To what extent is great art about expression? About ego? About an artist finding his place in time, or finding an appreciative audience for his art? RED is an exploration of the personality of an artist – not any artist, but abstract expressionist Mark Rothko. Through his interactions with his young assistant, RED reveals Rothko’s character, his views on art (and philosophy), and depicts a turn and a half of the cycle wherein a new generation of artists usurps and replaces the old one.
RED Examines Art from the Heart and the Head
HE SAID: As much as this is a piece of art, it is a test. Like Rothko challenges his new apprentice to think about the paintings and the meaning and affect of art, so, too, are we as an audience being directly challenged. The first line of the play, “What do you see?”, resonates throughout the rest of the piece, calling the audience to process their earnest feelings into something more than the superficial experience and dig deep into their broader implications. This play took effort for me as an audience member, but effort well worth it because I left with my heart and mind provoked and churning for answers to the questions.
SHE SAID: It’s definitely is a challenging piece – in all of the good meanings of the word – just as you would expect, if I told you that it’s a play about the meaning of art. But it’s written well enough that it’s also clear why this is a play, and not an editorial or an academic article. The multi-faceted relationship between the characters — mentor and apprentice, father and son, boss and employee, teacher and student, is really the heart of the play, and it’s fascinating to see what the actual relationship is (compared with what either of the characters proclaim it to be) at multiple points in time. The other unique part of the play is that it’s about two people working together to DO things — a good portion (though not too much) of the play is spent with the characters in silence, mixing paint, stretching canvas, packing or unpacking food, and even painting together. Like any moments of honest, motivated action onstage, these are fascinating to watch, and the actors should be commended for making them just as compelling as the well-crafted dialogue.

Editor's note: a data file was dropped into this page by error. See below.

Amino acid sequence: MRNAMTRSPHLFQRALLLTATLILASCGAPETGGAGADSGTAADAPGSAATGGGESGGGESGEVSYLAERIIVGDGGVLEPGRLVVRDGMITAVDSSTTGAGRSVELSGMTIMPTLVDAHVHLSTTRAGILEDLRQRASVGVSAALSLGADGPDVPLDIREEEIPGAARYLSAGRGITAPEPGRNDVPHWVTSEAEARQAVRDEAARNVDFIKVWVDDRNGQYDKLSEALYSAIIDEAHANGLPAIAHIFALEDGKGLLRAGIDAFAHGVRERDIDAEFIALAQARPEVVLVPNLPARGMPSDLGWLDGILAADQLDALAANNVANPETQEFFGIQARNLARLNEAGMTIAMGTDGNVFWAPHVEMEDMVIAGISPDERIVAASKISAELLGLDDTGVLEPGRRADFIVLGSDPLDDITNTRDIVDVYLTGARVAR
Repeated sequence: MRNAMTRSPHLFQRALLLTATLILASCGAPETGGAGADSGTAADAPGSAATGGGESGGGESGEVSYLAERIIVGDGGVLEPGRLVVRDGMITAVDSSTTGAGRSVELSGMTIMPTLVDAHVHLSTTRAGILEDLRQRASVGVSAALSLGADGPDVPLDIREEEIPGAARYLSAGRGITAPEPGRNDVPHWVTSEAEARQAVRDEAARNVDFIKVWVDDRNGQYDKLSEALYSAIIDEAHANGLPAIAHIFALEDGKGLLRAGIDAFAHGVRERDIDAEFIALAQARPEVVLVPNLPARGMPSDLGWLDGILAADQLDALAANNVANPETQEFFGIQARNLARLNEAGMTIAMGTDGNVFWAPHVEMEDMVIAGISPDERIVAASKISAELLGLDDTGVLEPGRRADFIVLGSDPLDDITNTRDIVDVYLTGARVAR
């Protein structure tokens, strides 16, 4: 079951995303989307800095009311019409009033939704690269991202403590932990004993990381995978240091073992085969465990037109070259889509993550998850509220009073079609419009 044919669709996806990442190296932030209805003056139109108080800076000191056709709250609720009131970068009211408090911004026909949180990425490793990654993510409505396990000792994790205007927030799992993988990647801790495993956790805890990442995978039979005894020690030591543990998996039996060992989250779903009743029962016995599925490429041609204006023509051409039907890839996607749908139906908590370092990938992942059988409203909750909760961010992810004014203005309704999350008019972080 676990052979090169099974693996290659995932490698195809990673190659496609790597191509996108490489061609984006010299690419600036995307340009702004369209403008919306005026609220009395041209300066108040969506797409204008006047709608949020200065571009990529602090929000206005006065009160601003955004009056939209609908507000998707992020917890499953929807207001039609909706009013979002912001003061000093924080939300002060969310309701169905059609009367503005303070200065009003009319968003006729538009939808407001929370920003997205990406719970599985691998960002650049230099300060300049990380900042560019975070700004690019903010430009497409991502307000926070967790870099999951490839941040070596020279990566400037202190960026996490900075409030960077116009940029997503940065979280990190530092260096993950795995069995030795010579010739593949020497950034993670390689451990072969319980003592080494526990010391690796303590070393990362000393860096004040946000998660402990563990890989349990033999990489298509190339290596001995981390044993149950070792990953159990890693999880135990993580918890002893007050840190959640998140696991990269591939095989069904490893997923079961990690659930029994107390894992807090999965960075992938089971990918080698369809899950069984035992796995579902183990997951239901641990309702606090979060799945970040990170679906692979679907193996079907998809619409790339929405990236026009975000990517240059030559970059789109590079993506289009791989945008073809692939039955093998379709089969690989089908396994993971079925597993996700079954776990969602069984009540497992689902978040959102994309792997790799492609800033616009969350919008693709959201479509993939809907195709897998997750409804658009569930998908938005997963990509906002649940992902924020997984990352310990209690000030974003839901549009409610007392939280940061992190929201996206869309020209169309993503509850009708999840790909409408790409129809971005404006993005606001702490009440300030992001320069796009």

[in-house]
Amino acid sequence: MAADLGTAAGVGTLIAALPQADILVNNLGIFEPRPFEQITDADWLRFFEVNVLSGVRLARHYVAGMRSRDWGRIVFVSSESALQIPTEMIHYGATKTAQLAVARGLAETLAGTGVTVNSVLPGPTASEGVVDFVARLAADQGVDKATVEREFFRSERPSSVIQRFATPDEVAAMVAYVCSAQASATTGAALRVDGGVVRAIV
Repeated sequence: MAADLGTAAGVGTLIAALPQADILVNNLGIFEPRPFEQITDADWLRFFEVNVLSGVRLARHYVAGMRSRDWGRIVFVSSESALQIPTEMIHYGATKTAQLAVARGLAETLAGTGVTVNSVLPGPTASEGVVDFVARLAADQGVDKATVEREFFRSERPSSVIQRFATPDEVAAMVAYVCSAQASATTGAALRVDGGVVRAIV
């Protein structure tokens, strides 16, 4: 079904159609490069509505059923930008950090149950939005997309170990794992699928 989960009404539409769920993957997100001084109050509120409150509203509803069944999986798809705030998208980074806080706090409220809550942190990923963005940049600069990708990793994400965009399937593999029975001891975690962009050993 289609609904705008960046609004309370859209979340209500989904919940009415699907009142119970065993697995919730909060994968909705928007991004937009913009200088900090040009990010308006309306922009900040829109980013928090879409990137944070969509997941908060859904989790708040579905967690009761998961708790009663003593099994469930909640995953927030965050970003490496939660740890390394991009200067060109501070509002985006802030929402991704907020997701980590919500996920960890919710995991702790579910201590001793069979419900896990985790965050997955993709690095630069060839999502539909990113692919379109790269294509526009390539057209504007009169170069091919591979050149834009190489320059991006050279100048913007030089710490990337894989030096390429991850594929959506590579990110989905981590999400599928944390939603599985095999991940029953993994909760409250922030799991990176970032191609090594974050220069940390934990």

Hecht and Bonenfant Shine, Even in Silence
HE SAID: I thought it was interesting that the only applause during the show was right after the two had a moment of painting a canvas in tandem. For some reason, it was compelling. But the crux of this show lies in the dialogue – an almost Socratic exchange. The show examines the relationship between artist/creation, art/audience. But, as you say, what allows or requires this to be a play is the relationship between Rothko and his new protege, masterfully played by Lawrence Hecht and Benjamin Bonenfant respectfully. The Tet-a-tet is a roller coaster for both men. As the show progresses, the protege develops a backbone and becomes a voice of the avant-guarde challenging the conceptions of their “Fathers” and Rothko’s seriousness is challenged culminating in the beautiful final scene where it comes out just how deeply each man has affected the other.
SHE SAID : The two men were both wonderful. Appropriately, Hecht commanded the audience’s attention from the very beginning, while, for me personally, Bonenfant took a little while to warm up. It was obvious from the start that it was Hecht’s space to occupy. Hecht also dealt with the language masterfully — each line was a mouthful, but each one came out effortlessly articulated underneath a perfectly gruff dialect. As Bonenfant’s character found his voice, he got his chance as well — but his contribution was far more emotional. His emotional range was especially well showcased as anger and defiance toward the end of the show.
Design Nails the Feeling of a Work in Artful Progress
HE SAID: Obviously, in a two person play both actors need to be top notch, and Curious delivers with their casting of Hecht and Bonenfant. As I was alluding to before, the transformations these two portrayed were marvelous. Simply brilliant. What I also found brilliant was the sound design by Will Burns. The set, designed by Susan Crabtree, was incredibly detailed and the lighting design by Shannon McKinney did wonders to draw out the “red”, but the sound design was entrancing.
SHE SAID: I was impressed with the set when I first walked in, as I usually am at Curious. It was an open but dark space that really reinforced the fact that real people got real work done here. I loved all of the tall canvases stacked and hanging all over the space. Because the actors also manipulated the set so much, I was also really pleased with how easy it was for them to work with. Everything that was on wheels rolled easily, everything that flipped over did so without me worrying about it. It was really a pleasure to not only see the set but to watch the actors interact with it.
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Expect to Introspect at RED
THEY SAID: Curious Theatre knows how to deliver drama. Last year’s Homebody/Kabul was a successful for a reason. But RED challenges its audience in a unique, unrelenting kind of a way. Your thoughts and feelings are poked and tested by the rivaling men on stage. But if you accept the test and answer the questions, you’ll come out on the other side perhaps knowing something a bit more honest regarding your feelings for art – an experience uncommon in theatre.
For more information on RED, see the wikipedia page. RED plays through June 16th at Curious Theatre Company. Click the banner for tickets and more information.